Updated: September 18, 2020 8:27:57 am
The world’s largest DNA sequencing of Viking skeletons conducted by researchers from the University of Cambridge and the University of Copenhagen claims to debunk the modern image of Vikings as having blonde hair and reveals that not all of them were from Scandinavia.
The results of the study were published in the journal Nature on Wednesday.
What does the study tell us?
The researchers carried out DNA sequencing on more than 400 Viking skeletons of men, women, children and babies from archaeological sites spread across Europe and Greenland to understand the global influence of their expansion. The study reveals that skeletons from famous Viking burial sites in Scotland were local people who could have taken on Viking identities and, therefore, were buried as them.
Significantly, it found that Viking identity was not limited to Scandinavian genetic ancestry and that Scandinavia’s genetic history itself was influenced by foreign genes from Asia and Southern Europe before the Viking Age started.
“We have this image of well-connected Vikings mixing with each other, trading and going on raiding parties to fight Kings across Europe because this is what we see on television and read in books – but genetically we have shown for the first time that it wasn’t that kind of world,” the study’s lead geneticist Eske Willerslev was quoted as saying in a press release.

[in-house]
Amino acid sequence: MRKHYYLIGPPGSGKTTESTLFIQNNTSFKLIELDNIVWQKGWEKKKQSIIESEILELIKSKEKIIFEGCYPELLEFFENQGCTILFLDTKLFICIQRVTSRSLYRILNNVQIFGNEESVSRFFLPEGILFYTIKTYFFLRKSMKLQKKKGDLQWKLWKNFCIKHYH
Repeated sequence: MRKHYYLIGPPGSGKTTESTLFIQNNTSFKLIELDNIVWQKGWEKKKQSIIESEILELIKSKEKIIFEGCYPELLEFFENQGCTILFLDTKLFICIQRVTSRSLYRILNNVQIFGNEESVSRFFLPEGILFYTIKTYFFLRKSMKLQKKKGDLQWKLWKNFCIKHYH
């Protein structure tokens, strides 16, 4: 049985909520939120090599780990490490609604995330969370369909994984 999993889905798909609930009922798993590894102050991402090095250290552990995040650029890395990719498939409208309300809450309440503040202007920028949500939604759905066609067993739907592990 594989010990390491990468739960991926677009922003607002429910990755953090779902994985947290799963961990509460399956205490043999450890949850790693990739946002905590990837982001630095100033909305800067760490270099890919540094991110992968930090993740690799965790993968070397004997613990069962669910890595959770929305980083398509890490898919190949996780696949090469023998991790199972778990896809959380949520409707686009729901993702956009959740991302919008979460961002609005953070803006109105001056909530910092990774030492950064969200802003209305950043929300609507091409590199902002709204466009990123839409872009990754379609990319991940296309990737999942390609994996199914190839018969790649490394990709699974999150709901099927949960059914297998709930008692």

The study also confirms the large-scale movement of the Vikings outside Scandinavia. For instance, the movement of Vikings from present day Denmark to England, from Sweden to the Baltic countries and from Norway to Ireland, Scotland, Iceland and Greenland.
What was the Viking Age?
The word Viking comes from the Scandinavian term “Vikingr”, which means pirate. The Vikage Age refers to the period between AD 800 until the 1050s. The Vikings played an important role in changing the political and genetic course of Europe. Further, the Vikings also exported ideas, technologies, language, beliefs and practices to other places.
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As of today, six per cent of people in the UK are predicted to have Viking DNA in their genes as compared to 10 per cent in Sweden.
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